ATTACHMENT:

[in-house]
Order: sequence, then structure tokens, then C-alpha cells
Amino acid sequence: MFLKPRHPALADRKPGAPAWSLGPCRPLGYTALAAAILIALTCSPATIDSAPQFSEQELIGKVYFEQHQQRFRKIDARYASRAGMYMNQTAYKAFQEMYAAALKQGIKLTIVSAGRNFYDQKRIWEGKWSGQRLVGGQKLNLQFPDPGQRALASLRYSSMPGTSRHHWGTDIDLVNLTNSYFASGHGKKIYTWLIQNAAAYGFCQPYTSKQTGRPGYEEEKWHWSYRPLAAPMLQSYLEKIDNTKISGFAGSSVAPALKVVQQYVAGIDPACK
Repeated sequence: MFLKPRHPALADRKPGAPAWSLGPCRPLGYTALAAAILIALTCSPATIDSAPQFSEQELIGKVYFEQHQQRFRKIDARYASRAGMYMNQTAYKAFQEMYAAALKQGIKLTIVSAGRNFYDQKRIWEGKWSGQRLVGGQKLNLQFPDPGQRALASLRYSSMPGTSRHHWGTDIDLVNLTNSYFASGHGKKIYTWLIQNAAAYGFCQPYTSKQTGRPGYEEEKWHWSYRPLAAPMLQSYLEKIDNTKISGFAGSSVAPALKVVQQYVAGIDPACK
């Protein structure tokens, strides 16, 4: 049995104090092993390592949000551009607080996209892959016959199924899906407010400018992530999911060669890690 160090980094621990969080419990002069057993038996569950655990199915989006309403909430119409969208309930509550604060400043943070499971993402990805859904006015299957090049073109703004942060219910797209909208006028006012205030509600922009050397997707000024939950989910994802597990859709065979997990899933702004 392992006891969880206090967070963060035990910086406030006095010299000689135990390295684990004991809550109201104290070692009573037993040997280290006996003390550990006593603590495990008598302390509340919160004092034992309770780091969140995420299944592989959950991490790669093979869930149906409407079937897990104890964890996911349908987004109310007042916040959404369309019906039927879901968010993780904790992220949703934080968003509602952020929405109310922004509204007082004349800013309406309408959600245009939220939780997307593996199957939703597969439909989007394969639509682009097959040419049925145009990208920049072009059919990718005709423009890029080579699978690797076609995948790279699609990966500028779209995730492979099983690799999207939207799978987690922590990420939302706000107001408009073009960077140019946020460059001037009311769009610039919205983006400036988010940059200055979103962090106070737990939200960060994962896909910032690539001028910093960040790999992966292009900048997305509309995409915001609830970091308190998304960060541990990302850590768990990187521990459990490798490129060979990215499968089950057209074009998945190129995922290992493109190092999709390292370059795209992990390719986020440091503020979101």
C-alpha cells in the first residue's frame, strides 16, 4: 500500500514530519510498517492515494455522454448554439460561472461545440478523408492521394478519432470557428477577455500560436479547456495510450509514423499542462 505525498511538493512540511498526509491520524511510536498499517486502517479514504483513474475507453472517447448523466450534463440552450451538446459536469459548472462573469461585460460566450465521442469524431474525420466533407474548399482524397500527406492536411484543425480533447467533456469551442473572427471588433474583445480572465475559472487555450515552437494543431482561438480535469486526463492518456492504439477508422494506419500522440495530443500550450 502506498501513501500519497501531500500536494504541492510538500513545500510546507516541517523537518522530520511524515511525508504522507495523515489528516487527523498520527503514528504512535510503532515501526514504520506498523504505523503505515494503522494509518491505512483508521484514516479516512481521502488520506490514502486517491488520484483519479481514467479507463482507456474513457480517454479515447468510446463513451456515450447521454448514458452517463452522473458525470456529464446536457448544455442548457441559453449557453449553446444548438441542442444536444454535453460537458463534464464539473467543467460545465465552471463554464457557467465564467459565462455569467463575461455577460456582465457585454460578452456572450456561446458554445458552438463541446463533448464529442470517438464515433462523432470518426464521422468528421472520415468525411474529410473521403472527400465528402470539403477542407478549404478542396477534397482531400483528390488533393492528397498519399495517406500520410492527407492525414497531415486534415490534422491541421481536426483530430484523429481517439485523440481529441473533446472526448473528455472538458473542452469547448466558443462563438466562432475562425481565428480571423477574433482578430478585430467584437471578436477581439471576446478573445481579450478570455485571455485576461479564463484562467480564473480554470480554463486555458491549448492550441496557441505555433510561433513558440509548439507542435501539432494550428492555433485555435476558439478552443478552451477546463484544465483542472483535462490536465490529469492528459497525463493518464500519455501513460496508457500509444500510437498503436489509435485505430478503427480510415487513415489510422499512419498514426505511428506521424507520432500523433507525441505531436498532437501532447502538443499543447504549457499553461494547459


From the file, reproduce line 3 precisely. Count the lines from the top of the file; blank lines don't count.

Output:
Amino acid sequence: MFLKPRHPALADRKPGAPAWSLGPCRPLGYTALAAAILIALTCSPATIDSAPQFSEQELIGKVYFEQHQQRFRKIDARYASRAGMYMNQTAYKAFQEMYAAALKQGIKLTIVSAGRNFYDQKRIWEGKWSGQRLVGGQKLNLQFPDPGQRALASLRYSSMPGTSRHHWGTDIDLVNLTNSYFASGHGKKIYTWLIQNAAAYGFCQPYTSKQTGRPGYEEEKWHWSYRPLAAPMLQSYLEKIDNTKISGFAGSSVAPALKVVQQYVAGIDPACK